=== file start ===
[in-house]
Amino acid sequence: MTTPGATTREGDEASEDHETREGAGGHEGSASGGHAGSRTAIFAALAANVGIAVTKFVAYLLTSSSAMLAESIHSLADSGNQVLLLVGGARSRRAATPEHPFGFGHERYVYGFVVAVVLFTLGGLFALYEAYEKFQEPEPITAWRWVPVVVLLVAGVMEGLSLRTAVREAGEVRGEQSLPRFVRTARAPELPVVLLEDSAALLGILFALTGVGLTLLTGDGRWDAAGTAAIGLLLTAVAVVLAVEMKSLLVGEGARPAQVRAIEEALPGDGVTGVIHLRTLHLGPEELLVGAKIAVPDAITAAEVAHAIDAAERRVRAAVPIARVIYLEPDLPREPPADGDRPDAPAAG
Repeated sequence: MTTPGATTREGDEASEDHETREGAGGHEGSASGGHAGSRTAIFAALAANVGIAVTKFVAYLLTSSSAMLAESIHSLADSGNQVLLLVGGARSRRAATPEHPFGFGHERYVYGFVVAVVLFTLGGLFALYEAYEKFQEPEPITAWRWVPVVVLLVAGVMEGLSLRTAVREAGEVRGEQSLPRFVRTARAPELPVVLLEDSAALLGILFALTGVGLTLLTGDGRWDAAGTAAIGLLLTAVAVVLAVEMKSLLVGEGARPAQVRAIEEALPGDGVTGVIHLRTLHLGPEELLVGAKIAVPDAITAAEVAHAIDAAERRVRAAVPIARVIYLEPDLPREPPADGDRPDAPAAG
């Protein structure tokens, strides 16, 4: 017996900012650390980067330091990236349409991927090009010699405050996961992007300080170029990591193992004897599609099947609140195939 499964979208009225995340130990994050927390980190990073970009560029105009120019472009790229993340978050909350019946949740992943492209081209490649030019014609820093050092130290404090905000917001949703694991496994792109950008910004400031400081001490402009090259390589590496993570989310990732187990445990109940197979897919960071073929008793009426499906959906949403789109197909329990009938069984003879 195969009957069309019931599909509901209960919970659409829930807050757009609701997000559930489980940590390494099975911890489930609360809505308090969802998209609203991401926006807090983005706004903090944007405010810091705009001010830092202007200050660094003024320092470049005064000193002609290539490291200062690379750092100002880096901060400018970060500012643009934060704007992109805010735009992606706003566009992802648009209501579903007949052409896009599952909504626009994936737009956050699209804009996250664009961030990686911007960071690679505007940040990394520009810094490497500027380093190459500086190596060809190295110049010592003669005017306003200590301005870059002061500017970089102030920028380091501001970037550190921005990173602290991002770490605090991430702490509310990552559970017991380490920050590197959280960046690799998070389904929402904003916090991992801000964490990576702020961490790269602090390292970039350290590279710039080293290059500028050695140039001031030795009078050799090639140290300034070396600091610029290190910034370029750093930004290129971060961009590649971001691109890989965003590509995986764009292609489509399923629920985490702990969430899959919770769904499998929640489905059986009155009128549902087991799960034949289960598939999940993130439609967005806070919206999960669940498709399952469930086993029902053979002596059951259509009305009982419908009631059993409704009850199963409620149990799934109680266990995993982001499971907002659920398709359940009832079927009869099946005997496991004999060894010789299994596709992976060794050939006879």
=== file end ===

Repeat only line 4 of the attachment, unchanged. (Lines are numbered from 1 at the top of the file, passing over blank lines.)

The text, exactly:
């Protein structure tokens, strides 16, 4: 017996900012650390980067330091990236349409991927090009010699405050996961992007300080170029990591193992004897599609099947609140195939 499964979208009225995340130990994050927390980190990073970009560029105009120019472009790229993340978050909350019946949740992943492209081209490649030019014609820093050092130290404090905000917001949703694991496994792109950008910004400031400081001490402009090259390589590496993570989310990732187990445990109940197979897919960071073929008793009426499906959906949403789109197909329990009938069984003879 195969009957069309019931599909509901209960919970659409829930807050757009609701997000559930489980940590390494099975911890489930609360809505308090969802998209609203991401926006807090983005706004903090944007405010810091705009001010830092202007200050660094003024320092470049005064000193002609290539490291200062690379750092100002880096901060400018970060500012643009934060704007992109805010735009992606706003566009992802648009209501579903007949052409896009599952909504626009994936737009956050699209804009996250664009961030990686911007960071690679505007940040990394520009810094490497500027380093190459500086190596060809190295110049010592003669005017306003200590301005870059002061500017970089102030920028380091501001970037550190921005990173602290991002770490605090991430702490509310990552559970017991380490920050590197959280960046690799998070389904929402904003916090991992801000964490990576702020961490790269602090390292970039350290590279710039080293290059500028050695140039001031030795009078050799090639140290300034070396600091610029290190910034370029750093930004290129971060961009590649971001691109890989965003590509995986764009292609489509399923629920985490702990969430899959919770769904499998929640489905059986009155009128549902087991799960034949289960598939999940993130439609967005806070919206999960669940498709399952469930086993029902053979002596059951259509009305009982419908009631059993409704009850199963409620149990799934109680266990995993982001499971907002659920398709359940009832079927009869099946005997496991004999060894010789299994596709992976060794050939006879």